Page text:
Journalist, broadcaster and eco-expert Lucy Siegle has had a weekly slot on BBC 1’s The One Show dedicated to battling waste plastic and a decade of experience as the Observer and Guardian’s Ethical Living columnist. Her latest book, Turning the Tide on Plastic, is a primer into the plastic problem and gives useful tools on how we can make meaningful changes in our everyday lives.
She spoke on the phone to Environment Journal about the sea change in public opinion regarding plastic waste, the reasons we all have ‘plastic on our hands’, and why she will always remain an optimist.
How important was the Blue Planet II series in raising awareness of the plastic problem?
The Blue Planet effect is real. I work on a very mainstream show, The One Show, and we definitely got a mandate on that because the public felt so strongly about it. We have a large, wide-ranging audience across the country and I haven’t met anyone that doesn’t care. I feel like a starting pistol has been fired and we all fit into the plastic pandemic somewhere.
Lots of retailers and companies are now making plastic pledges, how serious are they about making real change?
In the book, I talk about how I’ve been following plastic for over 10 years. In 2005, I felt like I was at war with some retailers for shrink wrapping coconuts. I talk about my complacency in that I didn’t feel like I followed through with it at the time.
I was mollified by retailer promises and things like the Packaging Recovery Note (PRN) system. I shouldn’t have trusted them and I shouldn’t have taken my eye off the ball.
So when Blue Planet happened I felt, this is it – you have to be much more energetic and much pushy and call people to account a lot more. I knew what my job was. I was meeting a lot of people who wanted to know what their jobs should be and that’s why I wrote the book.
We’ve seen some shifts in tone and a removal of some of the mythologies around plastic that placated us last time around.
The retailers always used to come back to the idea that packaging increases the longevity of food products, so, therefore, it would be wasteful if they’re not there.
Overpackaging is actually illegal but there’s a loophole where they say the consumer demands it. But now, the consumer is very clearly not demanding it and it’s a very different response. If you take those industry get out of jail free cards away, then things look a lot more interesting. Will everyone make good on their plastic pledges? No. But part of our job is holding their feet to the fire.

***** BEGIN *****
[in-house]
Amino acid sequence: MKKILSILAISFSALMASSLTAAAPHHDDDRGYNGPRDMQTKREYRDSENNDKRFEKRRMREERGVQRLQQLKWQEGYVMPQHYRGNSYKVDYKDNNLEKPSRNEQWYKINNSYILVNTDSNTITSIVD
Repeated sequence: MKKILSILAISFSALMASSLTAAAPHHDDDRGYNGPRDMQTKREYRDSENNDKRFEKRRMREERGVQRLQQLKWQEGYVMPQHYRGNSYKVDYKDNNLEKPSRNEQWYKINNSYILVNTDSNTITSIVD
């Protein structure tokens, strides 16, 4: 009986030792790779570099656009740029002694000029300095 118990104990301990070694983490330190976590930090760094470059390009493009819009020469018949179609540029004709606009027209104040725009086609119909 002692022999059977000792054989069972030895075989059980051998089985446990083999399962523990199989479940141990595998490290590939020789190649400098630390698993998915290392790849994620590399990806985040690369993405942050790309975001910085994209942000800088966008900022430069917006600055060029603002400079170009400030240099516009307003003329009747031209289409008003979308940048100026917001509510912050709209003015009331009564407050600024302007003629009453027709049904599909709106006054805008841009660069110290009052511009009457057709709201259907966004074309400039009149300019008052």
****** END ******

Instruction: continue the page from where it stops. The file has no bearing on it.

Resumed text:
A National Audit Office (NAO) report published last week said recycling figures are open to ‘fraud and error’. Has the Government put enough pressure on the recycling industry to put this right?
I was really paranoid that I was being too hard on the recycling industry but the NAO has said everything that I’ve been saying.
My book is a really clear-sighted analysis of recycling and I saw how the industry had watered down plastic recycling targets over the past five years. I spoke to a lot of people in the industry.
From the very outset, I was really clear that for all those people who want to recycle, they need really clear strategies. It’s currently not fit for purpose. Is the Government doing enough? No, because recycling is their front line and they’ve absolutely let us down. It’s an absolute scandal. People are being set up to fail and that’s really irritating.
There’s also a lot of confusion. After I laid it all bare, I came up with strategies so people can take back control, which is really important. Policymakers haven’t engaged with the issue at all. Retailers have been allowed to prioritise everything else and have shunted recycling down their list of priorities. They’ve completely hoodwinked all of us about plastic packaging.
Retailers argue that we have a plastic packaging recovery system but this doesn’t work properly. The system is vulnerable.
It’s not like everyone is so invested in PRN. It’s not like leaving Europe, we should be able to come up with something better!
I’m pretty confident we can reconfigure it better than we do it now.
What’s been holding the industry back from changing the current systems?
Complacency and inertia. We’re a supermarket culture in the UK so historically our food has been heavily wrapped. We have a psychological attachment to packaging.